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RE: BioMedCentral Revised Institutional Membership Model

Jan, in practical terms a large library could afford to pay a small amount
to give you general support, and a discount on BMC's paid titles, and
publication costs for the few articles to be expected initially. At least,
that's the way I thought of it when I authorized the membership at my
former employer. But I cannot imagine a university library making a
continuing committment on this basis if the cost is adjusted to cover the
publication of many articles.

I can see a library doing this if the necessary additional money were
forthcoming from the university or granting agencies. I can also see a
library doing this if the cost of those journals that were drastically
overpriced disappeared from our budgets. Research libraries cannot cancel
as long as they continue to publish significant articles, so they would
have to disappear, reduce prices drastically, or convert to OA.

Dr. David Goodman
Palmer Library School, LIU 
and formerly, Princeton University Library

-----Original Message-----
From:	Jan Velterop [mailto:jan@biomedcentral.com]
Sent:	Tue 2/10/2004 6:07 PM
To:	'liblicense-l@lists.yale.edu'
Subject: RE: BioMedCentral Revised Institutional Membership Model


Apologies if I wasn't clear enough last time. Membership fees after the
initial year are calculated on the basis of the number of articles from a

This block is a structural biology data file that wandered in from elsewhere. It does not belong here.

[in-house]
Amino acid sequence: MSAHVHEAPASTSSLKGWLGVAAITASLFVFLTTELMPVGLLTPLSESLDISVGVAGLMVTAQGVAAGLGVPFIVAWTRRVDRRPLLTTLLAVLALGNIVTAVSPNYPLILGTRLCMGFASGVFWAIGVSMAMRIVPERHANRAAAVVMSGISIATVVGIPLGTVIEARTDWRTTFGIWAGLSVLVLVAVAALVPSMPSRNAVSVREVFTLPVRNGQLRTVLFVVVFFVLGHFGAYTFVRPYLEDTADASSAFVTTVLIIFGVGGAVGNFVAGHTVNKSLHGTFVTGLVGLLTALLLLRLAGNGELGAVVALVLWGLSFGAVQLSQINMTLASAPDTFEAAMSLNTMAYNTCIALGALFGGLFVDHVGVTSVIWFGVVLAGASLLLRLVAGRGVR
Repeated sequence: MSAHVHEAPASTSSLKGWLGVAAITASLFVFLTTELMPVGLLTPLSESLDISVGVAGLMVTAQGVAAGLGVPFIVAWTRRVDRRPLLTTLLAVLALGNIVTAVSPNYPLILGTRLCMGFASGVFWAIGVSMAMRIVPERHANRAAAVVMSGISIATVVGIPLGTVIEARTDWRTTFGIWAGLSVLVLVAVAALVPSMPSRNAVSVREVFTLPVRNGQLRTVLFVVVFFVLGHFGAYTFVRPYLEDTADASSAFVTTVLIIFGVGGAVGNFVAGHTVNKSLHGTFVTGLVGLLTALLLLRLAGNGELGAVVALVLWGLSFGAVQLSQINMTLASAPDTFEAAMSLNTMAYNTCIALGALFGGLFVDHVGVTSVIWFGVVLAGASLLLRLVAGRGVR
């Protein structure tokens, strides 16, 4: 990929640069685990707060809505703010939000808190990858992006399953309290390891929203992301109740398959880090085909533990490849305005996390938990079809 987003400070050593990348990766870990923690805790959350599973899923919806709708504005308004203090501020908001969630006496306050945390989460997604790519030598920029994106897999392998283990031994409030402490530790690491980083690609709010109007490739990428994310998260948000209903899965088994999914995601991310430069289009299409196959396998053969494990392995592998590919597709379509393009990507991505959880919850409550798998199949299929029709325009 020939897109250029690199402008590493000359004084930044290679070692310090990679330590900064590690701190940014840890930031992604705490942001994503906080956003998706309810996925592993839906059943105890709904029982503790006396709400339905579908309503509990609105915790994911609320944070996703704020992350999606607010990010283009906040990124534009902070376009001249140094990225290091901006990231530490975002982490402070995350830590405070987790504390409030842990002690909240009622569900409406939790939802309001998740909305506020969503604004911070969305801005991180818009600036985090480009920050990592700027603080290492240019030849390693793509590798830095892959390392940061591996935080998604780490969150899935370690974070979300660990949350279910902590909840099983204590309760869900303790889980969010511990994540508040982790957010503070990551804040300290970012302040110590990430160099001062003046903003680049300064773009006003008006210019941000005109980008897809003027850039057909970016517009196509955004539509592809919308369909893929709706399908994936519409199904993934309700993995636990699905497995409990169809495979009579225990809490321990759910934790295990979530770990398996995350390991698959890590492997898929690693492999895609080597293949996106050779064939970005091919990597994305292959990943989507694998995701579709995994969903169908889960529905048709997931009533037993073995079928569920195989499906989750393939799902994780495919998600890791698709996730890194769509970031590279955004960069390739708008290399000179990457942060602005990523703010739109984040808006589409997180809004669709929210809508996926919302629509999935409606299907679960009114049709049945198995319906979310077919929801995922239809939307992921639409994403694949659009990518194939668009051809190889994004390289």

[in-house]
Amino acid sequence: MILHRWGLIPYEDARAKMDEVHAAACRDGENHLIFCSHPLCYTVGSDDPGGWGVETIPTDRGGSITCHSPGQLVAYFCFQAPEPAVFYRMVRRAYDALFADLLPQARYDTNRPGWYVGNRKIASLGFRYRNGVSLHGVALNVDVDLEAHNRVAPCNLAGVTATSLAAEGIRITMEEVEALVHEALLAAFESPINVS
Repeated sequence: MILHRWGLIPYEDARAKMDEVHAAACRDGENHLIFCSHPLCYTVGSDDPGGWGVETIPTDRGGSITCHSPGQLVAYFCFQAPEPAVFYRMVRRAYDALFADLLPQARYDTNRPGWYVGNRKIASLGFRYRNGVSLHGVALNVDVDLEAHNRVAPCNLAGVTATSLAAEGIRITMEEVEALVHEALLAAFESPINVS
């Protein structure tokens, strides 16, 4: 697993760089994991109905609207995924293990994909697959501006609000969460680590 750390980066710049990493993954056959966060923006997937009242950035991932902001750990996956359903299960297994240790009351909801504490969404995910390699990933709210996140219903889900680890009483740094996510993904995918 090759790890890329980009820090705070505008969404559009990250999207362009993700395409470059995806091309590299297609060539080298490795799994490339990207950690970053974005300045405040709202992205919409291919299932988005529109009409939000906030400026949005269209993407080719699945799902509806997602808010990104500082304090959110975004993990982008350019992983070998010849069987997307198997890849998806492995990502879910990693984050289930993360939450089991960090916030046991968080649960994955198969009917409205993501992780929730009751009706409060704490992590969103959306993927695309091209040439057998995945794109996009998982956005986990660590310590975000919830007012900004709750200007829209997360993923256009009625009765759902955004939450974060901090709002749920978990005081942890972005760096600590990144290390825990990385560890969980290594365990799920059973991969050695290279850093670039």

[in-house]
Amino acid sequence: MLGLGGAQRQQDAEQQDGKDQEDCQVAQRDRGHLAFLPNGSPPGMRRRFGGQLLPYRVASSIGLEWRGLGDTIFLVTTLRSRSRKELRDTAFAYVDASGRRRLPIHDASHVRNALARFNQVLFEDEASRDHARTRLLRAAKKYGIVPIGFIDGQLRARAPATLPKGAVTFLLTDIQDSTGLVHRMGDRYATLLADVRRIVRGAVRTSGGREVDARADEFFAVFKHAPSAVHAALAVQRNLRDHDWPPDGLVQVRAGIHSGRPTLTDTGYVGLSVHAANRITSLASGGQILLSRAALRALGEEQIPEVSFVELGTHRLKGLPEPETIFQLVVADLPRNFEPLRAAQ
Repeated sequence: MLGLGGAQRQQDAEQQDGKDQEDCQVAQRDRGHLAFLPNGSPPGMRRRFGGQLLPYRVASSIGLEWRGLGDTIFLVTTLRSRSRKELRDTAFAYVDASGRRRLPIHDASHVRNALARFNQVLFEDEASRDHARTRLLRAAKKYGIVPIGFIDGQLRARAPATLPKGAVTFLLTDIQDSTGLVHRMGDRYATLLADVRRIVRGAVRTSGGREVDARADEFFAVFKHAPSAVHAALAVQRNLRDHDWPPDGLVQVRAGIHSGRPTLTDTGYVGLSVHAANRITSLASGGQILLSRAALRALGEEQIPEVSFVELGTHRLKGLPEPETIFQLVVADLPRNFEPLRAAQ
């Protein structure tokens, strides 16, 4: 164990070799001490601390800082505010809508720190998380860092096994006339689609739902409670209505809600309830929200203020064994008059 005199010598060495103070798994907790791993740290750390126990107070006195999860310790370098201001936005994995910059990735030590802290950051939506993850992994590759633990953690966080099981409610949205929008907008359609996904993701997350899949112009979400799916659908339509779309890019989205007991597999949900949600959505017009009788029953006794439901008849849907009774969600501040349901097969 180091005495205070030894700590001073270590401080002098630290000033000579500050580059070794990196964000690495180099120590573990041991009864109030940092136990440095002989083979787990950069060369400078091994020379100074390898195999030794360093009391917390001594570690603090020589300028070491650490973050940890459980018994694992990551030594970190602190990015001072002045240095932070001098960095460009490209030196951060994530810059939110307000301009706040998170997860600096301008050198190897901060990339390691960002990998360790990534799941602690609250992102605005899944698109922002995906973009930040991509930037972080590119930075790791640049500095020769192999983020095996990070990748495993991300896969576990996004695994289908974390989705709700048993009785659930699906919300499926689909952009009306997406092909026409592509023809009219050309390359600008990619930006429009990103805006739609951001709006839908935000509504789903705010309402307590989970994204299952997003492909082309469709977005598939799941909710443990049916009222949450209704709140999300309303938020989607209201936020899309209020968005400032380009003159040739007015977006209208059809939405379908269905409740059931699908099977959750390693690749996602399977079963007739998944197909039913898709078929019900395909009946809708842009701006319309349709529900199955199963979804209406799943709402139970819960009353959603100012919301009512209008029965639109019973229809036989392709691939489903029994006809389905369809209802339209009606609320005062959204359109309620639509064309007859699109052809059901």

given member institution published in that first year, times the base
Article Processing Charge. The calculation will take place anytime a
membership is up for renewal. We approach every member and explain and so
far they have accepted our policy. Fortunately we have not noticed much
'suspicion' and most members are extremely supportive and understanding of
the charging model that we call 'membership', for what the term is worth.
They could of course always choose not to renew.

Flat membership charges have their attraction. It would work, but only if
it is understood that the fees must be set at average level and some would
pay more per 'deliverable' and others less. The membership fee of you gym
is as low as it is (are they ever?) because a lot of members pay but never
show up. If they did, the gym would need more treadmills and rowing
machines and what not and your membership fees would go up.

It was the relatively widespread concern among institutions that they
might end up paying more per published article that made us think again
and as a reponse to that feedback we adapted the flat fee scheme into more
of a proportional payment one. We stand by the unlimited number of papers
for the first year, whatever the fee.

It's interesting that you seem to have expected that, since Open Access is
such a good concept, the OA advocates must be infallible in the way they
work out all the details of their economic model in advance.
Unfortunately, that is not the case. We haven't been able to foresee all
the reactions, didn't even expect so, and we are adjusting and amending as
we go along, listening carefully to feedback. I also fully accept that we
may not have been as clear about what we did think we could foresee as we
might have imagined. We haven't got the benefit of the experience of a
model that has been going for a few hundred years. (Is that perhaps the
reason why the old model is so perfect?)

As for the term 'membership' I'm afraid I don't agree with your
interpretation. It is a fairly loose term and can mean many things. It is
a name for the sustainable payment construction we are developing
according to the realities of the science publishing process. We are not
developing a payment construction to fit a particular preconception of the